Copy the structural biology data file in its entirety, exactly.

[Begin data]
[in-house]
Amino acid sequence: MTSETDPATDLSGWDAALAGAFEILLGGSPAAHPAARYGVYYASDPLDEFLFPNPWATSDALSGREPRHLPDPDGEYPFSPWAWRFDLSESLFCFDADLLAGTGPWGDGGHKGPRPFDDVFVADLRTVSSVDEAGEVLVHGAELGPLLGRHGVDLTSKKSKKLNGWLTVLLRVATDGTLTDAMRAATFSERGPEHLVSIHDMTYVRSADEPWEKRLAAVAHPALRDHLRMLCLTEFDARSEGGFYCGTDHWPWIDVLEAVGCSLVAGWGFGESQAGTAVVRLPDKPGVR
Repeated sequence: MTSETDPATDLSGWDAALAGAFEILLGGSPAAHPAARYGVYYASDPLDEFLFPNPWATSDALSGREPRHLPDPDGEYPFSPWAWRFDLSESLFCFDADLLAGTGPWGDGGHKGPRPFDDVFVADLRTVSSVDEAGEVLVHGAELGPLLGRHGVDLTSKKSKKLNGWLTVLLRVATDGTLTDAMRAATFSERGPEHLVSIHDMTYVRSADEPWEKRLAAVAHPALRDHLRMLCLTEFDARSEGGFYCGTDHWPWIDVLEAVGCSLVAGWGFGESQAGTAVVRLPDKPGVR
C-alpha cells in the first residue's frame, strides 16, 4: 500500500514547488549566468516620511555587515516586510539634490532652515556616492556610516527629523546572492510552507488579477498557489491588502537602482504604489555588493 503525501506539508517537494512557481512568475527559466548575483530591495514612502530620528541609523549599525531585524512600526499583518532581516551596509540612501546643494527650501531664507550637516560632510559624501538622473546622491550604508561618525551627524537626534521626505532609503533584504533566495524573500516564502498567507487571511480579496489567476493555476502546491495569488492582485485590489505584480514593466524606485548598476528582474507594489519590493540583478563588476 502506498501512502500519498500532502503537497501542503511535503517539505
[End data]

[in-house]
Amino acid sequence: MTSETDPATDLSGWDAALAGAFEILLGGSPAAHPAARYGVYYASDPLDEFLFPNPWATSDALSGREPRHLPDPDGEYPFSPWAWRFDLSESLFCFDADLLAGTGPWGDGGHKGPRPFDDVFVADLRTVSSVDEAGEVLVHGAELGPLLGRHGVDLTSKKSKKLNGWLTVLLRVATDGTLTDAMRAATFSERGPEHLVSIHDMTYVRSADEPWEKRLAAVAHPALRDHLRMLCLTEFDARSEGGFYCGTDHWPWIDVLEAVGCSLVAGWGFGESQAGTAVVRLPDKPGVR
Repeated sequence: MTSETDPATDLSGWDAALAGAFEILLGGSPAAHPAARYGVYYASDPLDEFLFPNPWATSDALSGREPRHLPDPDGEYPFSPWAWRFDLSESLFCFDADLLAGTGPWGDGGHKGPRPFDDVFVADLRTVSSVDEAGEVLVHGAELGPLLGRHGVDLTSKKSKKLNGWLTVLLRVATDGTLTDAMRAATFSERGPEHLVSIHDMTYVRSADEPWEKRLAAVAHPALRDHLRMLCLTEFDARSEGGFYCGTDHWPWIDVLEAVGCSLVAGWGFGESQAGTAVVRLPDKPGVR
C-alpha cells in the first residue's frame, strides 16, 4: 500500500514547488549566468516620511555587515516586510539634490532652515556616492556610516527629523546572492510552507488579477498557489491588502537602482504604489555588493 503525501506539508517537494512557481512568475527559466548575483530591495514612502530620528541609523549599525531585524512600526499583518532581516551596509540612501546643494527650501531664507550637516560632510559624501538622473546622491550604508561618525551627524537626534521626505532609503533584504533566495524573500516564502498567507487571511480579496489567476493555476502546491495569488492582485485590489505584480514593466524606485548598476528582474507594489519590493540583478563588476 502506498501512502500519498500532502503537497501542503511535503517539505